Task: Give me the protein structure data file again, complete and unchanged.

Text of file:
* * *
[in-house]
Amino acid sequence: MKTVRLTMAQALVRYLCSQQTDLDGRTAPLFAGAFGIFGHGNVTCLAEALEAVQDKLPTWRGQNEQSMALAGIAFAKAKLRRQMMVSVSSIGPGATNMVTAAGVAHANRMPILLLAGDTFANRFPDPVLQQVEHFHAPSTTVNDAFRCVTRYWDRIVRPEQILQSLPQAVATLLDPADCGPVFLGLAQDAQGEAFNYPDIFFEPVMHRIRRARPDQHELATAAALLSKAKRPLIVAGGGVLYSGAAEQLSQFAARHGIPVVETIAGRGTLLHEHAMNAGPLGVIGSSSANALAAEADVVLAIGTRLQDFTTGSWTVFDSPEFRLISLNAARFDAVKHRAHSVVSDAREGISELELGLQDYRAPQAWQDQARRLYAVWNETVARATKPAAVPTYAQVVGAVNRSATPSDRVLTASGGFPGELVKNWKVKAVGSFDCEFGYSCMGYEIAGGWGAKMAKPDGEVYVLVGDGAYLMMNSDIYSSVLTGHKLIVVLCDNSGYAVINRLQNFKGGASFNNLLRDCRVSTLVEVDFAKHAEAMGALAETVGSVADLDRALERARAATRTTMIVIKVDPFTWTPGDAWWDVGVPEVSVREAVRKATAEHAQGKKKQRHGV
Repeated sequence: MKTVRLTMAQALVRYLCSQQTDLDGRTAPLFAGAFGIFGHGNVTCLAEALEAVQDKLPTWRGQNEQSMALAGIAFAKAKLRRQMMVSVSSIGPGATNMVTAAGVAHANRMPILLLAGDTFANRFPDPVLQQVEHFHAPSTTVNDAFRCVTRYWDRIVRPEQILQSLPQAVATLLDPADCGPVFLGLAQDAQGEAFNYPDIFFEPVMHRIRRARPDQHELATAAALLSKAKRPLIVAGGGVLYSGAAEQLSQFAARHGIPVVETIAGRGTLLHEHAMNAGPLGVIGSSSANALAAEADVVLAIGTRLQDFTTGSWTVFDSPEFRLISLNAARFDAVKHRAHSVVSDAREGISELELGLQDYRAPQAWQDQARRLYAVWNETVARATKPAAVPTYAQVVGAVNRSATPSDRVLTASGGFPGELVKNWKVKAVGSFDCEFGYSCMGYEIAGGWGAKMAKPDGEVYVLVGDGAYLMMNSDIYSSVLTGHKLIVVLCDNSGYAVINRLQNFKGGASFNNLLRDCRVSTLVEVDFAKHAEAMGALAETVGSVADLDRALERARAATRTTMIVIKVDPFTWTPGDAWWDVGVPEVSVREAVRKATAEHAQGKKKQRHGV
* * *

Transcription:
[in-house]
Amino acid sequence: MKTVRLTMAQALVRYLCSQQTDLDGRTAPLFAGAFGIFGHGNVTCLAEALEAVQDKLPTWRGQNEQSMALAGIAFAKAKLRRQMMVSVSSIGPGATNMVTAAGVAHANRMPILLLAGDTFANRFPDPVLQQVEHFHAPSTTVNDAFRCVTRYWDRIVRPEQILQSLPQAVATLLDPADCGPVFLGLAQDAQGEAFNYPDIFFEPVMHRIRRARPDQHELATAAALLSKAKRPLIVAGGGVLYSGAAEQLSQFAARHGIPVVETIAGRGTLLHEHAMNAGPLGVIGSSSANALAAEADVVLAIGTRLQDFTTGSWTVFDSPEFRLISLNAARFDAVKHRAHSVVSDAREGISELELGLQDYRAPQAWQDQARRLYAVWNETVARATKPAAVPTYAQVVGAVNRSATPSDRVLTASGGFPGELVKNWKVKAVGSFDCEFGYSCMGYEIAGGWGAKMAKPDGEVYVLVGDGAYLMMNSDIYSSVLTGHKLIVVLCDNSGYAVINRLQNFKGGASFNNLLRDCRVSTLVEVDFAKHAEAMGALAETVGSVADLDRALERARAATRTTMIVIKVDPFTWTPGDAWWDVGVPEVSVREAVRKATAEHAQGKKKQRHGV
Repeated sequence: MKTVRLTMAQALVRYLCSQQTDLDGRTAPLFAGAFGIFGHGNVTCLAEALEAVQDKLPTWRGQNEQSMALAGIAFAKAKLRRQMMVSVSSIGPGATNMVTAAGVAHANRMPILLLAGDTFANRFPDPVLQQVEHFHAPSTTVNDAFRCVTRYWDRIVRPEQILQSLPQAVATLLDPADCGPVFLGLAQDAQGEAFNYPDIFFEPVMHRIRRARPDQHELATAAALLSKAKRPLIVAGGGVLYSGAAEQLSQFAARHGIPVVETIAGRGTLLHEHAMNAGPLGVIGSSSANALAAEADVVLAIGTRLQDFTTGSWTVFDSPEFRLISLNAARFDAVKHRAHSVVSDAREGISELELGLQDYRAPQAWQDQARRLYAVWNETVARATKPAAVPTYAQVVGAVNRSATPSDRVLTASGGFPGELVKNWKVKAVGSFDCEFGYSCMGYEIAGGWGAKMAKPDGEVYVLVGDGAYLMMNSDIYSSVLTGHKLIVVLCDNSGYAVINRLQNFKGGASFNNLLRDCRVSTLVEVDFAKHAEAMGALAETVGSVADLDRALERARAATRTTMIVIKVDPFTWTPGDAWWDVGVPEVSVREAVRKATAEHAQGKKKQRHGV